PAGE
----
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Multiple breath washout testing in adults with pulmonary disease and healthy controls – can fewer measurements eventually be more?

  • Frederik Trinkmann1Email authorView ORCID ID profile,
  • Johannes Götzmann1,
  • Daniel Saur1,
  • Michele Schroeter1,
  • Katharina Roth1,
  • Ksenija Stach1, 2,
  • Martin Borggrefe1, 2,
  • Joachim Saur1,
  • Ibrahim Akin1, 2 and
  • Julia D. Michels1
BMC Pulmonary MedicineBMC series – open, inclusive and trusted201717:185

https://doi.org/10.1186/s12890-017-0543-y

Received: 20 July 2017

Accepted: 29 November 2017

Published: 11 December 2017

Abstract

Background

Multiple breath washout (MBW) became a valuable research tool assessing ventilation heterogeneity. However, routine clinical application still faces several challenges. Deriving MBW parameters from three technically acceptable measurements according to current recommendations prolongs test times. We therefore aimed to evaluate reporting only duplicate measurements in healthy adults and pulmonary disease.

Methods

One hundred and fifty-three subjects prospectively underwent conventional lung function testing and closed-circuit SF6-MBW. Three technically acceptable MBW-measurements were obtained in 103 subjects.

Results

Lung clearance index (LCI) differed significantly among 19 controls (7.4 ± 0.8), 19 patients with sarcoidosis (8.1 ± 1.2), 32 with bronchial asthma (9.2 ± 1.9) and 33 with COPD (10.8 ± 2.2, p < 0.001). Within-test repeatability was high (coefficient of variation between 2.5% in controls and 3.6% in COPD) and remained unchanged when only including the first two measurements. Likewise, LCI remained stable with mean absolute changes ranging from 0.9 ± 0.8% in controls to 1.5 ± 0.9% in COPD (p = 0.1). Mean test time reduction differed significantly between groups reaching 200 s in COPD (p = 0.01).

Conclusions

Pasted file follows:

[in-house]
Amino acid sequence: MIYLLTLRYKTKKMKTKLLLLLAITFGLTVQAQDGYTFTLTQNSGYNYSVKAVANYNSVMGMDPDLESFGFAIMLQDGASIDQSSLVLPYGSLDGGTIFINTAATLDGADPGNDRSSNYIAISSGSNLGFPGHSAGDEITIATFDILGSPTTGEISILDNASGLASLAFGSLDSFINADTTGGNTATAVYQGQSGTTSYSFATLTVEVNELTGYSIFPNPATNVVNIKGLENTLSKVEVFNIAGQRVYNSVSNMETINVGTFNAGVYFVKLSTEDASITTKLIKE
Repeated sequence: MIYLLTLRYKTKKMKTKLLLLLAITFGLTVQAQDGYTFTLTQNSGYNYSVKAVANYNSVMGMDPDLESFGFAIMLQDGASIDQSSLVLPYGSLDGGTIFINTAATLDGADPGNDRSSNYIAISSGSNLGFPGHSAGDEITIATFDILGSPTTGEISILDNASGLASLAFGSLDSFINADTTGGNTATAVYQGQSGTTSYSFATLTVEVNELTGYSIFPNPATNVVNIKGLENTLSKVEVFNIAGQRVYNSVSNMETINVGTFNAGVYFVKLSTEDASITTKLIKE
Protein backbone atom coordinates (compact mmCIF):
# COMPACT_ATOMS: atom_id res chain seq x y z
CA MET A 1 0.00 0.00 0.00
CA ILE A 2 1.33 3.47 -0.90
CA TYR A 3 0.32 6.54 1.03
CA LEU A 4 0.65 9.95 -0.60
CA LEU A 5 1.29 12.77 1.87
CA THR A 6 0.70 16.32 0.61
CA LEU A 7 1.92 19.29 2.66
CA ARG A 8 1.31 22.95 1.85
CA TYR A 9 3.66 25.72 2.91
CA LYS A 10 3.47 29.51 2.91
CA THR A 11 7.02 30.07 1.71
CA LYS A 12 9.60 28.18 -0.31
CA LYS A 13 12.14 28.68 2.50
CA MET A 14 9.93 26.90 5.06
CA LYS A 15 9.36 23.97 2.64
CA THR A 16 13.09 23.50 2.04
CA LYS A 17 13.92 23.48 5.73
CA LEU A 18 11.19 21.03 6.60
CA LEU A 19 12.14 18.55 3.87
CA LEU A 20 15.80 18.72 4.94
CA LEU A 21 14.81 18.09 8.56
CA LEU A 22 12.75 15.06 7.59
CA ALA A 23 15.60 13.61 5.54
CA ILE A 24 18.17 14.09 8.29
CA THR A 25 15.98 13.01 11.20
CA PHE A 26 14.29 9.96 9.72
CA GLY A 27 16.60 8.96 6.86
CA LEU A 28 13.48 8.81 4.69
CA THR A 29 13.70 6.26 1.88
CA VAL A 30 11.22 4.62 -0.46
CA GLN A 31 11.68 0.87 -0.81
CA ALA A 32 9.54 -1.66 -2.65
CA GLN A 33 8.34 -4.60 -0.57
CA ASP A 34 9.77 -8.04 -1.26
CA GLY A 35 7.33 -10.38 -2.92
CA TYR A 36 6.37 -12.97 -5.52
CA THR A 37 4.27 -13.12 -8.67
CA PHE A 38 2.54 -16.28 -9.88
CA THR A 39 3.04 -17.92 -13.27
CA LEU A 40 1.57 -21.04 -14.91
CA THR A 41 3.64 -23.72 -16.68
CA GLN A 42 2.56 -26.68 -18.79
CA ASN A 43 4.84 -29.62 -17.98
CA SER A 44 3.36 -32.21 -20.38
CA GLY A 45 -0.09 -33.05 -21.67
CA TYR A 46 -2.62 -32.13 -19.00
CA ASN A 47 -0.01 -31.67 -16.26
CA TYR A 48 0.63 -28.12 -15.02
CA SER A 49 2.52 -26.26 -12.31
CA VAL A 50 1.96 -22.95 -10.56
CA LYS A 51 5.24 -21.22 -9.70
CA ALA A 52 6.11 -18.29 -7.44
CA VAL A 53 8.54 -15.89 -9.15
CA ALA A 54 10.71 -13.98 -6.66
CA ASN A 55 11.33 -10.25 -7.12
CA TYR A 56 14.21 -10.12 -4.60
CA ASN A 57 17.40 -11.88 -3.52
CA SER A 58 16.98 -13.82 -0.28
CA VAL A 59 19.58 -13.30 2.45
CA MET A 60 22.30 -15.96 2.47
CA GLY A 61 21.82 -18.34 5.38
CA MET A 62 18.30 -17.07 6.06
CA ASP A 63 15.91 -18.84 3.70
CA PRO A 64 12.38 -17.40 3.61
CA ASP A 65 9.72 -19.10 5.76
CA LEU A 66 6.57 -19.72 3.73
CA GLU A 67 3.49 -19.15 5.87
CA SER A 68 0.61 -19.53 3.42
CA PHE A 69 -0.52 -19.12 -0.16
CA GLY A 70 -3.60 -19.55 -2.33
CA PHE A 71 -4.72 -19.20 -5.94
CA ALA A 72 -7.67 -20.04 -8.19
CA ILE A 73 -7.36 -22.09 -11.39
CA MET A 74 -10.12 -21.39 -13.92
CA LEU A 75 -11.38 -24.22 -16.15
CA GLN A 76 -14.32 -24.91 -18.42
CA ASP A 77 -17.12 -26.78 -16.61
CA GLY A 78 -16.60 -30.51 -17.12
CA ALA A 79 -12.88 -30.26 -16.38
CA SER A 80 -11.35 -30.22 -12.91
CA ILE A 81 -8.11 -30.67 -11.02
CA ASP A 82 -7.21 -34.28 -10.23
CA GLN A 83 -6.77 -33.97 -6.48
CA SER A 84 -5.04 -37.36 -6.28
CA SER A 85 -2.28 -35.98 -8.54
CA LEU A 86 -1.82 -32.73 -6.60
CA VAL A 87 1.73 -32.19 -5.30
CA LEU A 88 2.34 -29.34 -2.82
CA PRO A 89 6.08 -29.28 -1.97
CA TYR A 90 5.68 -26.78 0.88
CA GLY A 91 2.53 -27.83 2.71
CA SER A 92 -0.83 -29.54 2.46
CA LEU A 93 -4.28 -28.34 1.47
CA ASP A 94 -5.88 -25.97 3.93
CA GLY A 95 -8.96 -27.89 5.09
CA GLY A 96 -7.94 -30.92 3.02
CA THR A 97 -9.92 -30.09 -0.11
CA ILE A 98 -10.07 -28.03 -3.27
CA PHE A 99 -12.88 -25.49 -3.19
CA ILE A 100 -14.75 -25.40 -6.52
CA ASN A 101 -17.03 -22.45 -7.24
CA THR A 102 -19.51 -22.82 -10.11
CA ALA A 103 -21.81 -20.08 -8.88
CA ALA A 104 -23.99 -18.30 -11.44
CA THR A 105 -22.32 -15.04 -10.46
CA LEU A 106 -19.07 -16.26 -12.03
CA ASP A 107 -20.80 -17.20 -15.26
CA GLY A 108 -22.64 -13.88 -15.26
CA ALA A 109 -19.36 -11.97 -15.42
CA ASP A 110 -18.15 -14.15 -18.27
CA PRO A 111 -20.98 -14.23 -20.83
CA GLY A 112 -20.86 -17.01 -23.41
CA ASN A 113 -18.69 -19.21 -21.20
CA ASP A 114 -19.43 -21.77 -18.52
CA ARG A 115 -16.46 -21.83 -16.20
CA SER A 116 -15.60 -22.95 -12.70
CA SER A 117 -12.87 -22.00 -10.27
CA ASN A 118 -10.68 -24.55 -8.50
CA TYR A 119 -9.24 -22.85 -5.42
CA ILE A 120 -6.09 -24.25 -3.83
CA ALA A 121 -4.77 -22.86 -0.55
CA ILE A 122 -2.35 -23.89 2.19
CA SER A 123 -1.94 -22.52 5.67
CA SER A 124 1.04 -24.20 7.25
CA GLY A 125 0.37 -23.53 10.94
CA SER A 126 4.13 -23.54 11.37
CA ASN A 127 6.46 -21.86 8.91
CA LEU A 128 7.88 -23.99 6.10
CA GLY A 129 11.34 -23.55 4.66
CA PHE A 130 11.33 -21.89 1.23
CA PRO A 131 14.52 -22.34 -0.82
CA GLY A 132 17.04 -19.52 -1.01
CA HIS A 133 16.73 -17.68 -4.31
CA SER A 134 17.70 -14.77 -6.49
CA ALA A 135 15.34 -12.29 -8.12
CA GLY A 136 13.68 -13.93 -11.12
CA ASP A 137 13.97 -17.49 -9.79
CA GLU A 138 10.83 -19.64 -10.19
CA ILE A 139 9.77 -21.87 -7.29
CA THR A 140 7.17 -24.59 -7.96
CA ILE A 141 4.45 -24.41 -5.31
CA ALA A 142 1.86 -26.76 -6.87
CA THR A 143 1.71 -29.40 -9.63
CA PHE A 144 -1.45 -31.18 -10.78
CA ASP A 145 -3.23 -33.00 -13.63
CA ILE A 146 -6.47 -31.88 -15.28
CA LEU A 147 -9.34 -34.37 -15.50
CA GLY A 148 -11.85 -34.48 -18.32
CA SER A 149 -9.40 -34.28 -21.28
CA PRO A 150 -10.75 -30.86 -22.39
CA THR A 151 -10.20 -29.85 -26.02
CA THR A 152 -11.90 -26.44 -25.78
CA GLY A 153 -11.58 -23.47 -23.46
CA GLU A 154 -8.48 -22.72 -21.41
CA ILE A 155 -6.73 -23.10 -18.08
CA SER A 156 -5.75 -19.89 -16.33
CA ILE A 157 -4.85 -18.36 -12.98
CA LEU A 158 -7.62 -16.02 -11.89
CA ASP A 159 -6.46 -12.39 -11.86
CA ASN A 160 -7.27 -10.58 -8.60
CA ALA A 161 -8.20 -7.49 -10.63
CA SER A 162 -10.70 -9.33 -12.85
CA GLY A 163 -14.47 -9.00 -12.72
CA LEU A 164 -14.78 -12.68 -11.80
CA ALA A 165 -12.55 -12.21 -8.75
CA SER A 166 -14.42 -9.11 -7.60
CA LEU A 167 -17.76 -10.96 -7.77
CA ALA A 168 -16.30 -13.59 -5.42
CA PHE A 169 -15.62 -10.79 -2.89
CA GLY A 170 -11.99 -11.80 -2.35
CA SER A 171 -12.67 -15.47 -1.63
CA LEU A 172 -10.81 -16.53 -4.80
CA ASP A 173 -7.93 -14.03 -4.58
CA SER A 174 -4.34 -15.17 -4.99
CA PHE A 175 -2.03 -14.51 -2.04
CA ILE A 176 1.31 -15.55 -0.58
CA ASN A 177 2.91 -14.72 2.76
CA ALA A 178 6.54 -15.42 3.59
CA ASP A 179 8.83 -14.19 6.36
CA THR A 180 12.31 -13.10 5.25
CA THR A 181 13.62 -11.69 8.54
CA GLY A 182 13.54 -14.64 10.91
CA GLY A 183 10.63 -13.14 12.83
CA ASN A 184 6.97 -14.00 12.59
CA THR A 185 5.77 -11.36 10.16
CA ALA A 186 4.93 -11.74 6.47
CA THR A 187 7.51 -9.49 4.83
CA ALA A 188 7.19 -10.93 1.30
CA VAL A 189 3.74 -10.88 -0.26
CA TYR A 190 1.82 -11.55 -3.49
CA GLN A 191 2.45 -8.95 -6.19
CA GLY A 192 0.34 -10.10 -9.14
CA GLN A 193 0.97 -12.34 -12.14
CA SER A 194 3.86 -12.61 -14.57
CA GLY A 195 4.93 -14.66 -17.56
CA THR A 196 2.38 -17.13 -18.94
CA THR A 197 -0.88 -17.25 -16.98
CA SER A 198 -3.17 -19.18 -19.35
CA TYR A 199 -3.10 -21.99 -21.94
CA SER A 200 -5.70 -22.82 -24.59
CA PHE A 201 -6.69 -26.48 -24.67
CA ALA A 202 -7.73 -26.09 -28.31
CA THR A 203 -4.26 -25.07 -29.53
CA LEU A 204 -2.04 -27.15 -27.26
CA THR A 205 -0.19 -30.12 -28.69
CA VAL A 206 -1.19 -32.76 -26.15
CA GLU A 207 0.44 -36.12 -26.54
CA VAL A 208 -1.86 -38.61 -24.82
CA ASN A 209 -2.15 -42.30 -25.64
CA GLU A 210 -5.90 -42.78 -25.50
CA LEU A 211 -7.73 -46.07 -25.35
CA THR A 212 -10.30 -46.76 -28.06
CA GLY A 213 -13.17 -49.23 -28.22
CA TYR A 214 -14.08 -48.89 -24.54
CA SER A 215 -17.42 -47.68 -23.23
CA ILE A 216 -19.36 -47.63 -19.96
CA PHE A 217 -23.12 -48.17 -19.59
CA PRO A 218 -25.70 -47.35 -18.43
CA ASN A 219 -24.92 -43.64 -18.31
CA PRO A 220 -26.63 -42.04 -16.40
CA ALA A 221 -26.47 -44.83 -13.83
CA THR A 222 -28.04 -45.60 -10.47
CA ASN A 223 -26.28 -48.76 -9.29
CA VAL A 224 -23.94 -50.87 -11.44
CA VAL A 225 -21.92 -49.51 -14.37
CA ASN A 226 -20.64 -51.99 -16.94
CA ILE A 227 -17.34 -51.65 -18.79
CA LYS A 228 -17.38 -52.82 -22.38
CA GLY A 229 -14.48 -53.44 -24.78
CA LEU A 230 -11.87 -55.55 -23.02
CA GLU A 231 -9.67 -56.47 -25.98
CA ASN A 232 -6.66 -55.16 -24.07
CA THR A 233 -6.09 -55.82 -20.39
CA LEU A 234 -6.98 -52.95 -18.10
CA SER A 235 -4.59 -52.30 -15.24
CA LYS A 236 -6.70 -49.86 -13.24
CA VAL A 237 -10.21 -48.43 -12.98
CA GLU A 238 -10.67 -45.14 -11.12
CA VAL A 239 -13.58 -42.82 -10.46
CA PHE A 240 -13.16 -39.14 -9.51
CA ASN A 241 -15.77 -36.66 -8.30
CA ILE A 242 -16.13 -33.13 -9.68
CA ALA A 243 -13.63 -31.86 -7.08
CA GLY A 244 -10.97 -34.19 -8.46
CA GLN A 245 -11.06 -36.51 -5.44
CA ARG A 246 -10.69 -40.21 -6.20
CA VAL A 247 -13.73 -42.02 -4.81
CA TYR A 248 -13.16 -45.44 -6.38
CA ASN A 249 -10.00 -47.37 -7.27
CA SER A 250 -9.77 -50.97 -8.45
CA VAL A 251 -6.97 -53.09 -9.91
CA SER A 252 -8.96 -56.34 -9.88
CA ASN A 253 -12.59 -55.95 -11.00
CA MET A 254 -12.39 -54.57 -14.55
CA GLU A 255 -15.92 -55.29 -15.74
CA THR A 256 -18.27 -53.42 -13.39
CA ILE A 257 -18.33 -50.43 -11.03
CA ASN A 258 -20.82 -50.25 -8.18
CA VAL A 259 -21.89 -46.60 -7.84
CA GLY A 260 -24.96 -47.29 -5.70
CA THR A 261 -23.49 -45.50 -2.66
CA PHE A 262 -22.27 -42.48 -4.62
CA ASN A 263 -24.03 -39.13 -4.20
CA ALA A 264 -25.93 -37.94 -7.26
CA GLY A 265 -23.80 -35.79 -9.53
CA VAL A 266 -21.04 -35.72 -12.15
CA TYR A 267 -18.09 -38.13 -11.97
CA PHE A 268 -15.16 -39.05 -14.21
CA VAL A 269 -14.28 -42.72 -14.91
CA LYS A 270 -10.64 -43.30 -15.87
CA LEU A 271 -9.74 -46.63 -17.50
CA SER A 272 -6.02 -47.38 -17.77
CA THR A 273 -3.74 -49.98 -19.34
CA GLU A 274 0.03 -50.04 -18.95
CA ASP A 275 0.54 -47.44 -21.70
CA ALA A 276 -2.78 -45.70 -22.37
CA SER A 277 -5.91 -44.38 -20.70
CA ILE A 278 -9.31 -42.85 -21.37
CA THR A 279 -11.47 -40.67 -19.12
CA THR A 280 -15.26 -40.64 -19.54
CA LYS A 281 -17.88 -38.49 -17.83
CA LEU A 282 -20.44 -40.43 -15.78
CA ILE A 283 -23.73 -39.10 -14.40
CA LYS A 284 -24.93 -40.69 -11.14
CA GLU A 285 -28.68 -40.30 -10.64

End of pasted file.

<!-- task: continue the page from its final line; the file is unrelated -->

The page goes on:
Duplicate SF6-MBW-measurements are sufficient in adult patients with pulmonary disease and healthy controls. LCI values and intra-test repeatability are not affected reducing total test time statistically significant. Our findings have the potential to further facilitate application of MBW in research and clinical routine.

Trial registration

NCT03176745, June 2, 2017 retrospectively registered.

Keywords

Multiple breath washoutLung clearance indexDuplicate measurementsPulmonary diseaseAdults

Background

Multiple breath washout (MBW) testing has been first described in the 1950s [1, 2] for the assessment of ventilation heterogeneity. Clearance of a tracer gas from the lungs is measured most commonly using exogenous sulphur hexafluoride (SF6) or endogenous nitrogen (N2). In recent years, MBW has become a valuable research tool and numerous studies were performed focusing on paediatric populations and patients with cystic fibrosis or bronchiectasis [35]. Little data is available for adults although promising results for diagnosis and prediction of chronic obstructive pulmonary disease (COPD) became available recently [68]. Nevertheless, several challenges exist and still prevent MBW from routine clinical application. Open wash-in SF6-MBW using a mass spectrometer is considered to be the gold standard [9] while being associated with high costs and effort and not holding regulatory approval. As a consequence, indirect techniques such as N2-MBW have been experiencing a renaissance. Pure oxygen is used for N2 wash-out while directly measuring oxygen and carbon dioxide concentrations. Considerable inaccuracies can therefore be introduced due to measurement errors in respiratory gas concentrations, N2 back diffusion and changes in breathing pattern caused by 100% oxygen [10, 11]. In contrast, SF6 concentrations can be directly measured with high accuracy using a newly developed photo-magneto-acoustic multi-gas analyser [12, 13]. This allowed the construction of a portable device for SF6-MBW [14] with considerably lower gas concentrations as compared to mass spectrometry using 4% SF6 [11, 15] and is associated with significant cost reduction while environmental effects and maintenance become negligible. Moreover, the system has regulatory approval by the U.S. Food and Drug Administration and CE marking allowing its use in clinical routine.